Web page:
Building capacity to help Africa trade better

How do the Southern African RECs compare as Rules-based Arrangements?

Trade Briefs

How do the Southern African RECs compare as Rules-based Arrangements?

How do the Southern African RECs compare as Rules-based Arrangements?

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During the week of 4 to 11 July 2016 tralac hosted a training workshop for the COMESA Court of Justice. It was a very worthwhile experience in terms of offering an opportunity to take a look at, amongst other things, the case law which is being generated by the Courts and Tribunals of COMESA, the EAC and SADC. This particular aspect (dispute settlement in the context of regional trade and integration) is an important but often neglected aspect when it comes to assessing the progress by African Regional Economic Communities (RECs).

If disputes about the application and interpretation of the regional legal instruments can be settled in an objective and binding manner an important element is added to how commerce and trade across borders are conducted. This provides for certainty in the markets and for investors. It will also lead to benefits for domestic traders and service providers. This will, over time, advance the effectiveness and legitimacy with which government development policies are implemented and will add to a general improvement in governance, the ability to fight corruption and tackle illegal activities such as tax evasion and money laundering. The overall ability of governments to deliver on their development plans, will improve.

The present fiasco at the Beitbridge border post between South Africa and Zimbabwe shows the consequences when regional governance lacks a rules-based system. The implementation of Zimbabwe’s Statutory Instrument No. 64 of 2016, which banned the import of basic foodstuffs and other products from South Africa, has disrupted bilateral and regional trade and has caused distress for domestic firms and consumers in the two countries directly involved as well as in the region.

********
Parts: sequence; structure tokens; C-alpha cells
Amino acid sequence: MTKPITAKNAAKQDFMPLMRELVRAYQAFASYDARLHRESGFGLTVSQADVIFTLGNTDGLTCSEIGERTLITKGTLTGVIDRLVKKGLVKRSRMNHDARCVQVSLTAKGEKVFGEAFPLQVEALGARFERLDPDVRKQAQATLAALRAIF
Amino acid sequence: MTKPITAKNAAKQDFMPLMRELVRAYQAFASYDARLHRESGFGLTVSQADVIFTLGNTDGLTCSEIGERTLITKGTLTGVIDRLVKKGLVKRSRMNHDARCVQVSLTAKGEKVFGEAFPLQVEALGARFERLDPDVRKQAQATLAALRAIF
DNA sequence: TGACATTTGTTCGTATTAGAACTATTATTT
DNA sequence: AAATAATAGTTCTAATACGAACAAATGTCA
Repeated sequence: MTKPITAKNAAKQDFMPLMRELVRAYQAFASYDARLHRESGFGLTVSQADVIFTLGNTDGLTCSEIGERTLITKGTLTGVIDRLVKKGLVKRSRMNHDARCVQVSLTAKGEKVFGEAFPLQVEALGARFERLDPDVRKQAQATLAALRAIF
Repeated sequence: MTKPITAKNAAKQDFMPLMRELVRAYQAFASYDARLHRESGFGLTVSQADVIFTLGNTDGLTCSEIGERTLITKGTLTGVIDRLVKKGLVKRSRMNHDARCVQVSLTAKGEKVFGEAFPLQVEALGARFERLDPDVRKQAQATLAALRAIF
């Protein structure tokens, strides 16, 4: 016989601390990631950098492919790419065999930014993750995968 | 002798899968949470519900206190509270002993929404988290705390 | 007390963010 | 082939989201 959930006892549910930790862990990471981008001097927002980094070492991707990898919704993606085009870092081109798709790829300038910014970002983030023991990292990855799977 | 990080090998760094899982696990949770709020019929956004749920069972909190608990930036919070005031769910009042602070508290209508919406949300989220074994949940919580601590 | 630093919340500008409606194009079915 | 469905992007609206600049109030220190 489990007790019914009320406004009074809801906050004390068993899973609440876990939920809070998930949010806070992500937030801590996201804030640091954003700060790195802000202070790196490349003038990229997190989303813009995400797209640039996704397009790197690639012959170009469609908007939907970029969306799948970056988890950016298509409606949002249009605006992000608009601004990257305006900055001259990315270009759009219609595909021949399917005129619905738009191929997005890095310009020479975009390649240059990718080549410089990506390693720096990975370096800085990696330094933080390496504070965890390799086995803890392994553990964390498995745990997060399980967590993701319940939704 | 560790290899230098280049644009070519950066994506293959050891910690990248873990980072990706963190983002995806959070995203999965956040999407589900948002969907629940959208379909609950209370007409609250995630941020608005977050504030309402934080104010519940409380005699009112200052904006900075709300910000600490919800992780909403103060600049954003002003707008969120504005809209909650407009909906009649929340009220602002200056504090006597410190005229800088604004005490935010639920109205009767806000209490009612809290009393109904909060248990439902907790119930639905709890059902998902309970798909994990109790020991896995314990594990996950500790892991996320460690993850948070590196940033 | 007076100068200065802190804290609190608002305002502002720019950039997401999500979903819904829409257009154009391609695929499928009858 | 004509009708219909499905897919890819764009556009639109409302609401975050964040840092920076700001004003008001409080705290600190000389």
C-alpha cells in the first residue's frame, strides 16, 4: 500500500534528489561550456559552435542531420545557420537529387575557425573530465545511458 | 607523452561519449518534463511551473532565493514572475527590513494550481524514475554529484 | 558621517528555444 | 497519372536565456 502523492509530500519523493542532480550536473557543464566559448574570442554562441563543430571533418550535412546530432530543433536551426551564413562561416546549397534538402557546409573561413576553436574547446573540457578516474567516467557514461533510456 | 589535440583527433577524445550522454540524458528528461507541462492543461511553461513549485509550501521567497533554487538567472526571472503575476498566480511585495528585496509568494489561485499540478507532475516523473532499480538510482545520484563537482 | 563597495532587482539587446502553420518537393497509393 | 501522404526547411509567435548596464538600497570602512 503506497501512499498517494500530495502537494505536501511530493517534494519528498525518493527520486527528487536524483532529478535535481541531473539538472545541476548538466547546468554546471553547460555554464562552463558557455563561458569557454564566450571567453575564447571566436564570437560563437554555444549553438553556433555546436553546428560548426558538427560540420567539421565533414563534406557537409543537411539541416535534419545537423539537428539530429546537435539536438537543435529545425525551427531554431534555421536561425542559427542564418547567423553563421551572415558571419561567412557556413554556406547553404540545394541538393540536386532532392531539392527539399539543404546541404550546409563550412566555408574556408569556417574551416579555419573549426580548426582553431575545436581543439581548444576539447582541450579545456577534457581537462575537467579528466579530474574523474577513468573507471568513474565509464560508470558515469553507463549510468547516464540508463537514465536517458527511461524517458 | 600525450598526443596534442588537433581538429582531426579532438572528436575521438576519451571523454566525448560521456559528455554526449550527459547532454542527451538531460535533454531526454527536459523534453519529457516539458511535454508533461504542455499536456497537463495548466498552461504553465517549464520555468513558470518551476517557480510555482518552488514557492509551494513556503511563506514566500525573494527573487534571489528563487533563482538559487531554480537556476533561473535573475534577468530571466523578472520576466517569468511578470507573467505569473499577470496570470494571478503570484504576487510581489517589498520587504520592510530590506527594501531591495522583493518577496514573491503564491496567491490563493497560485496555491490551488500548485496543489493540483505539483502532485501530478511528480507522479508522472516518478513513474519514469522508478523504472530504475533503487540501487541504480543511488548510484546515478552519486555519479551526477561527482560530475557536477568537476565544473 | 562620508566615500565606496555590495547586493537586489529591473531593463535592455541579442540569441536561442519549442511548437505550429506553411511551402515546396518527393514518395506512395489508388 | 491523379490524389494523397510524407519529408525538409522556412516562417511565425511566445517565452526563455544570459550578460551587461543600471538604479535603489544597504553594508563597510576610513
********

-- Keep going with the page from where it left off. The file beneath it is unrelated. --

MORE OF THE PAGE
The crisis in Zimbabwe demonstrates the weakness and dangers inherent in a system which lacks a legitimate and predictable system for resolving disputes. There is a strong case for arguing that, because of the very nature of the problems to be addressed as part of promoting intra-African trade and integration, effective institutions, legal certainty and the predictable application of the rules are very necessary. It brings benefits to inter-governmental relations and for the private sector. Adjudication will, in addition, clarify the use of exception clauses and when governments will be entitled, as part of the applicable law, to invoke trade remedies and acceptable trade defence measures.

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